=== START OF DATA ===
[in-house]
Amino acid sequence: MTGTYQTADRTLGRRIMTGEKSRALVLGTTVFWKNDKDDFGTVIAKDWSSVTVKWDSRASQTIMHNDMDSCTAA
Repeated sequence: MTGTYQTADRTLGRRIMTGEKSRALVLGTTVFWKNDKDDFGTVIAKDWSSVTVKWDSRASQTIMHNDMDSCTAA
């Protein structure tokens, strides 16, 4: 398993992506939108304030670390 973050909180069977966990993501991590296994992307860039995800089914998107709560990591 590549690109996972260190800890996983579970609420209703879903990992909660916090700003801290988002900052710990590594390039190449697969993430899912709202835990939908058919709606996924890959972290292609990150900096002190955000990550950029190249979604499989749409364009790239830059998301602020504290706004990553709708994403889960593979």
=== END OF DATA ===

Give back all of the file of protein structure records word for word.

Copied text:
[in-house]
Amino acid sequence: MTGTYQTADRTLGRRIMTGEKSRALVLGTTVFWKNDKDDFGTVIAKDWSSVTVKWDSRASQTIMHNDMDSCTAA
Repeated sequence: MTGTYQTADRTLGRRIMTGEKSRALVLGTTVFWKNDKDDFGTVIAKDWSSVTVKWDSRASQTIMHNDMDSCTAA
């Protein structure tokens, strides 16, 4: 398993992506939108304030670390 973050909180069977966990993501991590296994992307860039995800089914998107709560990591 590549690109996972260190800890996983579970609420209703879903990992909660916090700003801290988002900052710990590594390039190449697969993430899912709202835990939908058919709606996924890959972290292609990150900096002190955000990550950029190249979604499989749409364009790239830059998301602020504290706004990553709708994403889960593979």